Editorially is Shutting Down. What About Alternatives?

This post has moved to Zettelkasten.de. Read it there.

Editorially will shut down on May 30.

I used Editorially for some time now and me and my collaborators were getting accustomed to the platform. It was more convenient to use Editorially than sharing plain text files in Dropbox, especially when multiple people were involved.

Editorially wasn’t designed for people collaborating at the same time, unlike files in Google Drive, née Google Documents. Also, commenting was a rather finicky task in my eyes. I’m accustomed to using the keyboard only, while Editorially required use of the mouse cursor. But it worked, and it made sense for people not accustomed to plain text writing environments. Editorially connected us Markdown geeks with the rest of the world.

What now?

  • Writeboard.com was shut down, too. It was a simpler tool, but it supported versioning. 37signals are re-structuring their business, so Writeboard.com had to go.
  • Draft is well. This app is focused on getting editorial reviews for your drafts, see changes and integrate them into your document. I have to test it with friends some more until I can judge the service. Unlike Editorially, Draft doesn’t highlight Markdown syntax while you write. It has a ‘preview’ action, though.
  • Authorea is alive and kicking, it’s backed by Harvard University, and it’s especially useful for larger projects: you can collaborate on articles or book manuscripts simultaneously, one section per person. Behind the scenes, Authorea creates one text file for each section. Since there’s no one big document file, you can restructure the document easily. It will only change the order of file references in a table-of-contents file. This is similar to Marked, mmd_merge, and the book format of Leanpub. It’ll cost you some money to create private projects, though. Authorea is designed for Open Science where you’re encouraged to let other people see and fork your articlesIt’s like GitHub for scientific articles – it even supports LaTeX!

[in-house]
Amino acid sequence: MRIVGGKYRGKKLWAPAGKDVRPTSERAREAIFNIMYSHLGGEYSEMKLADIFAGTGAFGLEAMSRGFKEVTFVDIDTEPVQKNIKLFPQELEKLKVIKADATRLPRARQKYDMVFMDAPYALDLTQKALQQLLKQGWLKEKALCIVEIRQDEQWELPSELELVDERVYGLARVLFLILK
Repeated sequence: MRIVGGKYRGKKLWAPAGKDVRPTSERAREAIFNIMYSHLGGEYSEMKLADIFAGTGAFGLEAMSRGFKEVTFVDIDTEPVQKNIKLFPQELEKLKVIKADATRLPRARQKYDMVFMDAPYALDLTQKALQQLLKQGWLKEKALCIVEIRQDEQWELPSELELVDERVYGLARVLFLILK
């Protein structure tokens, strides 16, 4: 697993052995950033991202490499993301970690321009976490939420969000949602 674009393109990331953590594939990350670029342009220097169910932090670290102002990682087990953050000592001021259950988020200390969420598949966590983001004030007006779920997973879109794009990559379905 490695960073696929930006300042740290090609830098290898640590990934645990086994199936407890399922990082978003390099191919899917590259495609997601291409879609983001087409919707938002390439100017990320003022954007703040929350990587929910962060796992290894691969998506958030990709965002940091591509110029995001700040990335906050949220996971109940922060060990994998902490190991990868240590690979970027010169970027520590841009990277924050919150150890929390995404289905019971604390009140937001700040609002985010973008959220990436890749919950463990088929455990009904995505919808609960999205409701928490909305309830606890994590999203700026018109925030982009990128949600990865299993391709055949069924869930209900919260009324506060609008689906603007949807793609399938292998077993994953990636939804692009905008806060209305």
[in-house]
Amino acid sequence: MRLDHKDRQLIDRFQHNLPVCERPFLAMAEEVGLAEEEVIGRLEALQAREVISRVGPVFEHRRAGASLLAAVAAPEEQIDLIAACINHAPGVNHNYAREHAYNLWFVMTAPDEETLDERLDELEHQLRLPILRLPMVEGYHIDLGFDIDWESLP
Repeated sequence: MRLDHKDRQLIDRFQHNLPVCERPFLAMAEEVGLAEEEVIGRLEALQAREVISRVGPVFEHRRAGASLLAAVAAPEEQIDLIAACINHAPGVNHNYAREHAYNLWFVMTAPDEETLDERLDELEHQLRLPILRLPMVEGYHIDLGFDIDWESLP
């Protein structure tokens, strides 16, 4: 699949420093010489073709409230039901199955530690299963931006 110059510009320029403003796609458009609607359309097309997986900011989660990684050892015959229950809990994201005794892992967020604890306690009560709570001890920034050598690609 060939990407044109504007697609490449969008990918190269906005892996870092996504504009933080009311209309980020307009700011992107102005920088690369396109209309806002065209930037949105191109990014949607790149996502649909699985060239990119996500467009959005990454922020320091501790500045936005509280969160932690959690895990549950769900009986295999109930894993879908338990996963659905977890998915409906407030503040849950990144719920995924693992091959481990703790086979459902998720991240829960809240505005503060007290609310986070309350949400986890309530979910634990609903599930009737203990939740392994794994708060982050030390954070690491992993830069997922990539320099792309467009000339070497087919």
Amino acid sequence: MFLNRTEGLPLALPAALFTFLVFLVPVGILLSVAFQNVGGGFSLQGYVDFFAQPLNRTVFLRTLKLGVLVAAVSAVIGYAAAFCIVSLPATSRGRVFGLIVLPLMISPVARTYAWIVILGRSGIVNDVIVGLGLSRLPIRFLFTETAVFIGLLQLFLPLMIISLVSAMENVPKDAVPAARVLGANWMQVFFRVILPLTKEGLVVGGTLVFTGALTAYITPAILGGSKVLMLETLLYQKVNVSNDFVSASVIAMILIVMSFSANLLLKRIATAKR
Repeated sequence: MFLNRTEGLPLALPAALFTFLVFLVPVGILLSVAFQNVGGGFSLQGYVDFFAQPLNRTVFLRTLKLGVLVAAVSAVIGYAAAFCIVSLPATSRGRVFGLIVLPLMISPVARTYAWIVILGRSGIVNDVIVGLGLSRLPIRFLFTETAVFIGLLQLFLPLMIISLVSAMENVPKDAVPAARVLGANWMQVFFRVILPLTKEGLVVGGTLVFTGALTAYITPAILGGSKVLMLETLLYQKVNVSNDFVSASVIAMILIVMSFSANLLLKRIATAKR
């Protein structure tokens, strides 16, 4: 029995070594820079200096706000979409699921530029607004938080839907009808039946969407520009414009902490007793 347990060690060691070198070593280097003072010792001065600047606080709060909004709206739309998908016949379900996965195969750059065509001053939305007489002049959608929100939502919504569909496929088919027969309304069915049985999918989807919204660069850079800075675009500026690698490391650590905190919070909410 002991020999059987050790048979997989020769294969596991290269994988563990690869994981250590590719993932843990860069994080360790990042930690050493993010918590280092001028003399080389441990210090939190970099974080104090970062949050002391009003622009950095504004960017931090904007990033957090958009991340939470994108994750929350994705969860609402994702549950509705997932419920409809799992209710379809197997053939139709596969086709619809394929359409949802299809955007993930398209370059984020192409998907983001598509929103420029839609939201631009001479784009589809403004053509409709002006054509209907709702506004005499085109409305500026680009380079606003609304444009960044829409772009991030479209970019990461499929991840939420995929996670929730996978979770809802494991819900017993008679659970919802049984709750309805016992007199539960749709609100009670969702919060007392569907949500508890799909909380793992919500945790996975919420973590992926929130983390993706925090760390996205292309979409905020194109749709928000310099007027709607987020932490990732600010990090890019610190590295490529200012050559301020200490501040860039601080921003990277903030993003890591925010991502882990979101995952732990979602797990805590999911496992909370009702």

• Open Source has lots of proof-of-concepts. collaborative-markdown may be one way to go. It works fine at the moment, though it isn’t polished at all. Maybe one will have to combine it with syntax highlighting editors like Ace just as the people at OakOutliner seem to do. Also, there’s things like OpenEtherpad.

It seems there’s enough Open Source technology available to create an online collaboration tool if Draft and Authorea won’t do the job.

Do you know of any other alternative?